I was in the midst of a grueling eight hour written exam at the University of Chicago when the department chair came into the room and, alongside standard announcements, suggested we stay away from any television or radios. "Things are not good in America," he said as he walked out. He was hoping to keep us focused on the exam but like most Americans that day, I watched, listened and sat in shock and horror as the day went on. And like most Muslims, I was equally as preoccupied with the immediate impact this would have on the lives of Muslims in this country.
My late father was calling incessantly from his small apartment in Amman convinced that my younger brother was in lower Manhattan that day and going crazy because he couldn't get a hold of him. Meanwhile, the tone of the national discussion started to creep out through emails, public statements and the media. The larger American Muslim organizations rushed to send out condemnations. In the days that followed, large sectors of the broader American Muslim community desperately used whatever public forum they could to assert their "American-ness" and to implicitly or explicitly assure their American colleagues, friends and neighborhoods "we are not with them."
They were responding to one of the most disempowering and unfortunately pervasive threads of the emerging post-9/11 narratives, one which broadly paints American Muslims as either victims or villains. As villains, we were all remotely connected to or somehow aligned with those that attacked us that day, and as a result, became subject to intense suspicion, scrutiny and loathing. As victims, we were depicted as unjustly complaining of civil rights erosions or of being manipulated into following some intolerant and violent interpretation of Islam.
I instinctively fled from that narrative and deep into community spaces like Marquette Park, on Chicago's Southwest Side. There were certainly concerns of backlash and other troublesome incidents for young Muslims in schools in the area but there was also a significant presence and history of American Muslims working alongside other faith communities to make this low-income and diverse neighborhood a safer and more equitable place to live and raise a family. For a neighborhood with a conflicted history of racial tension and poverty like Marquette Park, the idea of struggling for a more tolerant and dignified quality of life was something we had been committed to for some time. In other words, in Marquette Park I could exist and assert my voice outside the victim-villain framework. There, I wasn't asked to apologize for or condemn acts I had nothing to do with nor was I pitied or painted as a victim in need of salvation from a backwards and violent religion. Instead, we were respectfully asked by neighbors, community allies and partners what, if anything, they could do to make certain the larger Muslim community didn't feel targeted that day.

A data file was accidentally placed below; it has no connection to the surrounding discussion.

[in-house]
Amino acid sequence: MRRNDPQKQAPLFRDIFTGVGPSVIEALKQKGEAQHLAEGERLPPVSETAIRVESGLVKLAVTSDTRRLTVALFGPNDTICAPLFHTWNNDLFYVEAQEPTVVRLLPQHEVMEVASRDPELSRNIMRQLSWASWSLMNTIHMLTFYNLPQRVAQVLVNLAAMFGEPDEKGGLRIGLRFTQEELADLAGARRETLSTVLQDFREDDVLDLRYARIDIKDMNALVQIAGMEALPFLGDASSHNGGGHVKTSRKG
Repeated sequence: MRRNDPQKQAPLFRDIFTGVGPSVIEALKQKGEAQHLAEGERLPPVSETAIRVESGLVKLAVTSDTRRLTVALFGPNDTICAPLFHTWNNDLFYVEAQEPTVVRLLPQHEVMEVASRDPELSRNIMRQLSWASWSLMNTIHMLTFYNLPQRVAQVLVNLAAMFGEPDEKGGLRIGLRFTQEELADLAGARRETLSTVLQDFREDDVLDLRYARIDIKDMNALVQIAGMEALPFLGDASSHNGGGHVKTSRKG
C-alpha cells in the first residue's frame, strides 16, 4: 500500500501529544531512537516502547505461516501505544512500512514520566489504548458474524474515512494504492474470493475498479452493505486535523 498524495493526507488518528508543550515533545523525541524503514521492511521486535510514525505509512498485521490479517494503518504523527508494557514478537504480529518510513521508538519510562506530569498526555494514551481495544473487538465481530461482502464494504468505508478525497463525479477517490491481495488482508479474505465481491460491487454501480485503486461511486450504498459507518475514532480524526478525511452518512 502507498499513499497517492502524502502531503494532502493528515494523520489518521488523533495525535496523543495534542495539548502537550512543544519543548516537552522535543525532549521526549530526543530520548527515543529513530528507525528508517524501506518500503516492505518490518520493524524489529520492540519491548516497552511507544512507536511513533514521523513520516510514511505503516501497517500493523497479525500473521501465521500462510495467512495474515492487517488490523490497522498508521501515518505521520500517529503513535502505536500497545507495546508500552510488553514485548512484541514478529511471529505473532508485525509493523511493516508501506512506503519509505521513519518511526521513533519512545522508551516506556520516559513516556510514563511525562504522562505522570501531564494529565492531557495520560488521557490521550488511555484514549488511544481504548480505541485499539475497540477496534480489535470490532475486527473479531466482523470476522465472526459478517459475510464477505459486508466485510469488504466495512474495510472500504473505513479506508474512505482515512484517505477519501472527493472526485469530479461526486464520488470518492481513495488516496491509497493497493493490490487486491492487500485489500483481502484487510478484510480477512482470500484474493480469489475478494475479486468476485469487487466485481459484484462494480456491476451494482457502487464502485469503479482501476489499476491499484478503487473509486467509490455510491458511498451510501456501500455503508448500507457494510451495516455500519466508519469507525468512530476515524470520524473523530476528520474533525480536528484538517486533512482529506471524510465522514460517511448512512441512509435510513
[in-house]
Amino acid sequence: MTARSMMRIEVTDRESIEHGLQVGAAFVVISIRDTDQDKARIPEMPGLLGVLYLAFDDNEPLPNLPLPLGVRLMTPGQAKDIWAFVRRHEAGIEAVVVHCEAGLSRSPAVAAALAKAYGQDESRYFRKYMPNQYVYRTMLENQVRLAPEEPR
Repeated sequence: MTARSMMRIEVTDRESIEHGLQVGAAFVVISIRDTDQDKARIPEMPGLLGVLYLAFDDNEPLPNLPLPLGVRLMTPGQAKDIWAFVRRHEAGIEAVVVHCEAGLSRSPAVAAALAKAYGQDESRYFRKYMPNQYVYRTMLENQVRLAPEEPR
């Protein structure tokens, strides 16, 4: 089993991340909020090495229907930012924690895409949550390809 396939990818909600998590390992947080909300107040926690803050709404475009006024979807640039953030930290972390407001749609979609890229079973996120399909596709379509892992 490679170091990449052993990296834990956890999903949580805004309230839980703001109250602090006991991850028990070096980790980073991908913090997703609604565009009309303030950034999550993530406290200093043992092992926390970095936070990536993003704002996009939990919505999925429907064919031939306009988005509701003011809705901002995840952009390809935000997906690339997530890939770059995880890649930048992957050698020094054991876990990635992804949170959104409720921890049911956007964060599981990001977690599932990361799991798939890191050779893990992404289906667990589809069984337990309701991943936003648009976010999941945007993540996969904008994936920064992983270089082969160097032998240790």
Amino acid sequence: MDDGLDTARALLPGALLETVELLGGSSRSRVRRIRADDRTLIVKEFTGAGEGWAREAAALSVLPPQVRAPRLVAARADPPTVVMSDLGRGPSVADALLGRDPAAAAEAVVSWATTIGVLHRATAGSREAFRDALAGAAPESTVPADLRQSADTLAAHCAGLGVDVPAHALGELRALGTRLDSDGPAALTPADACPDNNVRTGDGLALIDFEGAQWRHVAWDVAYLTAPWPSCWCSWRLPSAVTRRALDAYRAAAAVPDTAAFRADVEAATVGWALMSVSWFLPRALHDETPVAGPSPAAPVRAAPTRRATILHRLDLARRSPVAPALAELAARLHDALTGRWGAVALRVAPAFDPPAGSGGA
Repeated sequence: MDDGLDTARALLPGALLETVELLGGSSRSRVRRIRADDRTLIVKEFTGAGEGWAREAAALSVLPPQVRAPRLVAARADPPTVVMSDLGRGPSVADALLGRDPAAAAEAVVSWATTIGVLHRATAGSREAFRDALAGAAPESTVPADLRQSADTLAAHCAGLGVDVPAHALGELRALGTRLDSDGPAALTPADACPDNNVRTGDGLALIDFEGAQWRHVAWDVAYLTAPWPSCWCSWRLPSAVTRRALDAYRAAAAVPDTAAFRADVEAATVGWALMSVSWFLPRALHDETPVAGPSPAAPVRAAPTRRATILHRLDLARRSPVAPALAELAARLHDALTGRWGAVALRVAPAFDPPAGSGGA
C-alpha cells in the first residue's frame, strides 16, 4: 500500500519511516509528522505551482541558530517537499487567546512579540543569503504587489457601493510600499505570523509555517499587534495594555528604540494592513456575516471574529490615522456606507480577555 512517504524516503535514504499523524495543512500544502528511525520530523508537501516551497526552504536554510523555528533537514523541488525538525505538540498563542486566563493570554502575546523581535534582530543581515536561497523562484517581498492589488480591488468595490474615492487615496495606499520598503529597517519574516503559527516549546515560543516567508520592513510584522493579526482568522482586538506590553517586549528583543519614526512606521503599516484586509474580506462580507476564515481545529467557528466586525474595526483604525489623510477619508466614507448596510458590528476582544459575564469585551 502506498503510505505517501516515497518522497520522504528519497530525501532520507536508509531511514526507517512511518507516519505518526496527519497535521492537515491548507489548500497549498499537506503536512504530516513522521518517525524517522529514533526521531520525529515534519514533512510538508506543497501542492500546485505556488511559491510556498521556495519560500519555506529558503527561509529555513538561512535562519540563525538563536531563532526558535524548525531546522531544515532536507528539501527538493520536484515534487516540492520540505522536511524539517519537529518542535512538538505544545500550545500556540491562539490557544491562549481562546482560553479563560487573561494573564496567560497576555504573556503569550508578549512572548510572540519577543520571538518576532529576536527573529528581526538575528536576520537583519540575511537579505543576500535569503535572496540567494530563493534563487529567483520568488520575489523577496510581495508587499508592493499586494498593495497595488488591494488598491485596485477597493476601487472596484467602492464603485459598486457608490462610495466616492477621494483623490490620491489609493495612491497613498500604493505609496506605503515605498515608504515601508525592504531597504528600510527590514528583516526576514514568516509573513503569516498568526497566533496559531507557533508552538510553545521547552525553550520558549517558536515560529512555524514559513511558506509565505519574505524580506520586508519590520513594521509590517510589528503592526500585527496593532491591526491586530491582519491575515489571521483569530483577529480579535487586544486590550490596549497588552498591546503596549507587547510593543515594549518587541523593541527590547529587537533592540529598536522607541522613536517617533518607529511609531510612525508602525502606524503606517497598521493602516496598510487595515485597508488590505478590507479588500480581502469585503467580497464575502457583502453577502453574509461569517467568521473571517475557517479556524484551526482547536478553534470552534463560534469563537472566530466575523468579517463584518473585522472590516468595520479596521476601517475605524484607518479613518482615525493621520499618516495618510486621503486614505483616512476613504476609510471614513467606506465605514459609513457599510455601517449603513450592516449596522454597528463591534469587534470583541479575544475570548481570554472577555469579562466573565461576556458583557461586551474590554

On Sunday morning I will be standing back on the steps of a Catholic Church across the street from the IMAN headquarters in Marquette Park with many of these same people. There, I will be participating in a multi-faith program of remembrance and solidarity with diverse religious leaders from across our community. These are people who have been working in the trenches together since before that fateful event ten years ago, to fight foreclosures, create safer neighborhoods and to improve the quality of health and life for the diverse low-income families that live and work in the area.
This weekend there will be many other inspiring events across the country where Muslims alongside friends and community members of all faiths will be involved in programs and activities that seek to put the villain/victim narrative behind us. My hope, as we move beyond the ten year marker of 9/11 and into the heat of another political season, is that our efforts are successful in forging a new narrative of American Muslims as transformative, committed and, yes, complicated agents of change, hope and stability in turbulent times.